Analyze network traffic for ICMP messages or other protocols that contain abnormal data or are not normally seen within or exiting the network.

Analyze network data for uncommon data flows (e.g., a client sending significantly more data than it receives from a server). Processes utilizing the network that do not normally have network communication or have never been seen before are suspicious. Analyze packet contents to detect communications that do not follow the expected protocol behavior for the port that is being used. [27]

Monitor and investigate API calls to functions associated with enabling and/or utilizing alternative communication channels.

References

  1. Wikipedia. (n.d.). List of network protocols (OSI model). Retrieved December 4, 2014.
  2. Microsoft. (n.d.). Internet Control Message Protocol (ICMP) Basics. Retrieved December 1, 2014.
  3. Gross, J. (2016, February 23). Operation Dust Storm. Retrieved September 19, 2017.
  4. Grunzweig, J. and Miller-Osborn, J. (2017, November 10). New Malware with Ties to SunOrcal Discovered. Retrieved November 16, 2017.
  5. Falcone, R. and Miller-Osborn, J.. (2016, January 24). Scarlet Mimic: Years-Long Espionage Campaign Targets Minority Activists. Retrieved February 10, 2016.
  6. FireEye Threat Intelligence. (2015, December 1). China-based Cyber Threat Group Uses Dropbox for Malware Communications and Targets Hong Kong Media Outlets. Retrieved December 4, 2015.
  7. Carr, N.. (2017, May 14). Cyber Espionage is Alive and Well: APT32 and the Threat to Global Corporations. Retrieved June 18, 2017.
  8. FireEye Labs. (2015, April). APT30 AND THE MECHANICS OF A LONG-RUNNING CYBER ESPIONAGE OPERATION. Retrieved May 1, 2015.
  9. Symantec Security Response. (2016, August 8). Backdoor.Remsec indicators of compromise. Retrieved August 17, 2016.
  10. Kaspersky Lab's Global Research & Analysis Team. (2016, August 9). The ProjectSauron APT. Retrieved August 17, 2016.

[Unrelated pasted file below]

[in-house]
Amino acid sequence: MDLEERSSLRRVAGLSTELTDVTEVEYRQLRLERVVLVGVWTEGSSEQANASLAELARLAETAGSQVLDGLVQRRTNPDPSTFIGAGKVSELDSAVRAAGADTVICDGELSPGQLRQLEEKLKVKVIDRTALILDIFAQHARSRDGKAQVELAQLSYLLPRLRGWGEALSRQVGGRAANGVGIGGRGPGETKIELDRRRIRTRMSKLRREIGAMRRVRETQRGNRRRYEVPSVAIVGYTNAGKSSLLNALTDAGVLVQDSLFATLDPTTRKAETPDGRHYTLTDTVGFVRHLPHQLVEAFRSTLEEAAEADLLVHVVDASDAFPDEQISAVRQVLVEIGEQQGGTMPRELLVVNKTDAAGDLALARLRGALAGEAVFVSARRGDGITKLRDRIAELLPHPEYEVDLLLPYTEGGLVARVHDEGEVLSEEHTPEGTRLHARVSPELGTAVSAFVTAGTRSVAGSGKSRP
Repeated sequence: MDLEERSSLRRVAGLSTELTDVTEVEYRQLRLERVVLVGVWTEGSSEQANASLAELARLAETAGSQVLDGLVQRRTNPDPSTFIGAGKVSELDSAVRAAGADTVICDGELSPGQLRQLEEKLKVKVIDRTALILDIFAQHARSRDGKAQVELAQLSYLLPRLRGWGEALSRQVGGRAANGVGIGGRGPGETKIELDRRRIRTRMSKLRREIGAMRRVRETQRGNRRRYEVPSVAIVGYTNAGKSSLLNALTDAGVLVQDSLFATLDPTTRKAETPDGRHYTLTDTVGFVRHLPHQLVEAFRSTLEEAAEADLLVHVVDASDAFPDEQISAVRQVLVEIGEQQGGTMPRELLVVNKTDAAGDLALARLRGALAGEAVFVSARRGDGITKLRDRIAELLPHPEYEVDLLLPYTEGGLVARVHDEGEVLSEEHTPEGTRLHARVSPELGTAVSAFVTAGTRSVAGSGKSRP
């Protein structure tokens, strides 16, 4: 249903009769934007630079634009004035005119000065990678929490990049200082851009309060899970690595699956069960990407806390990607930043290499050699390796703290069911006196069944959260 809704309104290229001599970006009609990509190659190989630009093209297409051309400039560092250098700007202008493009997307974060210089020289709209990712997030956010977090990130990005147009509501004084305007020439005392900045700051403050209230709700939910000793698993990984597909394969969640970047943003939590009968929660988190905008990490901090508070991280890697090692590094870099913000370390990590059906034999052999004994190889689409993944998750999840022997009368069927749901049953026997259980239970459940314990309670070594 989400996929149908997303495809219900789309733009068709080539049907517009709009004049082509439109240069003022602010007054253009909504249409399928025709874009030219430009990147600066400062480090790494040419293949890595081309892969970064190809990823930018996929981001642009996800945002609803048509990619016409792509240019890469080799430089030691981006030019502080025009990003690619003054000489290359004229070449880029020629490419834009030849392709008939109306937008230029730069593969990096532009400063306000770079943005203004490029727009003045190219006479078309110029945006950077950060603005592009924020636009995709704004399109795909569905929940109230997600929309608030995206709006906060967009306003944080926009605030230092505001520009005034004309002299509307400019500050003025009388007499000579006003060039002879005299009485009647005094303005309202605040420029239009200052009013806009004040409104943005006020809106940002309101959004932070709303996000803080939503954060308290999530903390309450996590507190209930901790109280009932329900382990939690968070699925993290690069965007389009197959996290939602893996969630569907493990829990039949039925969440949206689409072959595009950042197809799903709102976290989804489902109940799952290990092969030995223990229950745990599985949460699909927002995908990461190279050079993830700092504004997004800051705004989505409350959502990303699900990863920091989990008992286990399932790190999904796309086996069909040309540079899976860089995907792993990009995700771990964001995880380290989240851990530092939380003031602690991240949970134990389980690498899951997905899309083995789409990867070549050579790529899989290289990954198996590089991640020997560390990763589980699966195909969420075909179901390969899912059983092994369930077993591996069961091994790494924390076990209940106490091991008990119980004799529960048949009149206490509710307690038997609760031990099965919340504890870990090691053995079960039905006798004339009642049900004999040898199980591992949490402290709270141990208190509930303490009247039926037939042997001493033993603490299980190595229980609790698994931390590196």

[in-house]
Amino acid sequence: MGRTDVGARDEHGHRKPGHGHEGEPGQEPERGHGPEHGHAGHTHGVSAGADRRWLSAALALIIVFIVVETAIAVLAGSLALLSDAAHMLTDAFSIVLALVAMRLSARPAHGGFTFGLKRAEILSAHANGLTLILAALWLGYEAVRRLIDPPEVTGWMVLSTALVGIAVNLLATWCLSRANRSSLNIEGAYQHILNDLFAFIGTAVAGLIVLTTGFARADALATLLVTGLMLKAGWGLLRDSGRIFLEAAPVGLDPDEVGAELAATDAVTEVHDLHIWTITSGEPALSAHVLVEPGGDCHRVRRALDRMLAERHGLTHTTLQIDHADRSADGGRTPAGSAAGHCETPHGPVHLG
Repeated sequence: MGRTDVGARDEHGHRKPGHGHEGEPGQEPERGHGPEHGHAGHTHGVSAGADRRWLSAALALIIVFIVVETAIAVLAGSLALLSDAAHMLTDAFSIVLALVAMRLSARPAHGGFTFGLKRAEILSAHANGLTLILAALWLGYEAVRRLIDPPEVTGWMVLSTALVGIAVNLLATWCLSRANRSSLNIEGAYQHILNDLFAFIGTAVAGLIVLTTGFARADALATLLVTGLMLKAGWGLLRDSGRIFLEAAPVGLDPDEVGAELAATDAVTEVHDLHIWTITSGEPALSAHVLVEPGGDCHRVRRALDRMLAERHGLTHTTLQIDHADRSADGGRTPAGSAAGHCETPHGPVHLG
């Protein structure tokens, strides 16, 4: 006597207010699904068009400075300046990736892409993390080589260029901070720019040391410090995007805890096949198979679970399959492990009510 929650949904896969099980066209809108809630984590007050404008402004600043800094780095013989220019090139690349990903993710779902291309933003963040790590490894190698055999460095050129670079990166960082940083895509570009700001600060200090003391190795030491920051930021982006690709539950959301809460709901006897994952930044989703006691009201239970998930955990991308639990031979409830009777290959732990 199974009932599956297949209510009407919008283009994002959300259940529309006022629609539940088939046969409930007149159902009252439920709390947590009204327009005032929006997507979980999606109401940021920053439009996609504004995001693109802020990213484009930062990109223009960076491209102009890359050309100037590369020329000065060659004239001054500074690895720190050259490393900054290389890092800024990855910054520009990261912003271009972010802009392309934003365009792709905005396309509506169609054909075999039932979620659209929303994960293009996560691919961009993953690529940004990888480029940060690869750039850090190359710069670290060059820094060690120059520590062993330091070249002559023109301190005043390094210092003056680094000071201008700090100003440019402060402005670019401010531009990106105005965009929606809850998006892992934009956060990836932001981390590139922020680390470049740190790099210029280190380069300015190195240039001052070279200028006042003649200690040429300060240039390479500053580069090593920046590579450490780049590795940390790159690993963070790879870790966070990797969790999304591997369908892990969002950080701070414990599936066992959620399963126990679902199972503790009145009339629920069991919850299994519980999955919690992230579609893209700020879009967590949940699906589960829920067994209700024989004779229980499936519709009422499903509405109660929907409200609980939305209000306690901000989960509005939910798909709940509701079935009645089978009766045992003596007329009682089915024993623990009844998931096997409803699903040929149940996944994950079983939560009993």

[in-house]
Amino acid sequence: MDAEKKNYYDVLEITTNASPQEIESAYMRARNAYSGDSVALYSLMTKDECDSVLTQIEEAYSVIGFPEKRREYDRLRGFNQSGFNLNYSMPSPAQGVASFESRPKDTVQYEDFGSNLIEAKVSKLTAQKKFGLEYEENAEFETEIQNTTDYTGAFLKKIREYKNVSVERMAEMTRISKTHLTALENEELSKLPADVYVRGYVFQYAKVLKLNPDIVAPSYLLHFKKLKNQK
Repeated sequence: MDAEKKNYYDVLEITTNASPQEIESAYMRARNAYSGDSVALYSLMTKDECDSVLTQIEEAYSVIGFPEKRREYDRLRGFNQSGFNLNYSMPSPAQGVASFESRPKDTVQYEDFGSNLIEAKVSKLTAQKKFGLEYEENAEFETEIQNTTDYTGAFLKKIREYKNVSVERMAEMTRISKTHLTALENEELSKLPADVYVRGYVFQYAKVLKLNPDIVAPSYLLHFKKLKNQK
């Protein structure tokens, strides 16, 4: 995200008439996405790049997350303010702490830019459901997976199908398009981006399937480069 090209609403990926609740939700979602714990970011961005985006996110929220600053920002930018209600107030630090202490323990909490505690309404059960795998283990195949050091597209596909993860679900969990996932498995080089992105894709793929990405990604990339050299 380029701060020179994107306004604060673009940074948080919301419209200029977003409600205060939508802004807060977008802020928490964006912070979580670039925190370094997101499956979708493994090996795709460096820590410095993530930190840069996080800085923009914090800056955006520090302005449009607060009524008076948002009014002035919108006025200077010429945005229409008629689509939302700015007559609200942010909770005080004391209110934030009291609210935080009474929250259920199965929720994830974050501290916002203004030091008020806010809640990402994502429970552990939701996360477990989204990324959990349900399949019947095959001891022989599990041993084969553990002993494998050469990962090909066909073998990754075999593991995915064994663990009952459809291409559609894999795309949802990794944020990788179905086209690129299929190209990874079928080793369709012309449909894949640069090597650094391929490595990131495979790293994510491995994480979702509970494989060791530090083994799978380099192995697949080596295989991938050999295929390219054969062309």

11. Fernando Mercês. (2016, September 5). Pokémon-themed Umbreon Linux Rootkit Hits x86, ARM Systems. Retrieved March 5, 2018.
  12. Aquino, M. (2013, June 13). RARSTONE Found In Targeted Attacks. Retrieved December 17, 2015.
  13. ESET. (2017, March 30). Carbon Paper: Peering into Turla’s second stage backdoor. Retrieved November 7, 2018.
  14. Kaspersky Lab's Global Research and Analysis Team. (2014, November 24). THE REGIN PLATFORM NATION-STATE OWNAGE OF GSM NETWORKS. Retrieved December 1, 2014.
  1. Fidelis Cybersecurity. (2016, February 29). The Turbo Campaign, Featuring Derusbi for 64-bit Linux. Retrieved March 2, 2016.
  2. Huss, D.. (2016, March 1). Operation Transparent Tribe. Retrieved June 8, 2016.
  3. Miller-Osborn, J. and Grunzweig, J.. (2017, March 30). Trochilus and New MoonWind RATs Used In Attack Against Thai Organizations. Retrieved March 30, 2017.
  4. Dell SecureWorks Counter Threat Unit Threat Intelligence. (2015, August 5). Threat Group-3390 Targets Organizations for Cyberespionage. Retrieved August 18, 2018.
  5. Sanmillan, I. (2019, May 29). HiddenWasp Malware Stings Targeted Linux Systems. Retrieved June 24, 2019.
  6. Chronicle Blog. (2019, May 15). Winnti: More than just Windows and Gates. Retrieved April 29, 2020.
  7. Tomonaga, S.. (2019, September 18). Malware Used by BlackTech after Network Intrusion. Retrieved May 6, 2020.
  8. CheckPoint. (2020, May 7). Naikon APT: Cyber Espionage Reloaded. Retrieved May 26, 2020.
  9. Schwarz, D. et al. (2019, October 16). TA505 Distributes New SDBbot Remote Access Trojan with Get2 Downloader. Retrieved May 29, 2020.
  10. Kaplan, D, et al. (2017, June 7). PLATINUM continues to evolve, find ways to maintain invisibility. Retrieved February 19, 2018.
  11. Dunwoody, M., et al. (2018, November 19). Not So Cozy: An Uncomfortable Examination of a Suspected APT29 Phishing Campaign. Retrieved November 27, 2018.
  12. Moran, N., et al. (2014, November 21). Operation Double Tap. Retrieved January 14, 2016.
  13. Gardiner, J., Cova, M., Nagaraja, S. (2014, February). Command & Control Understanding, Denying and Detecting. Retrieved April 20, 2016.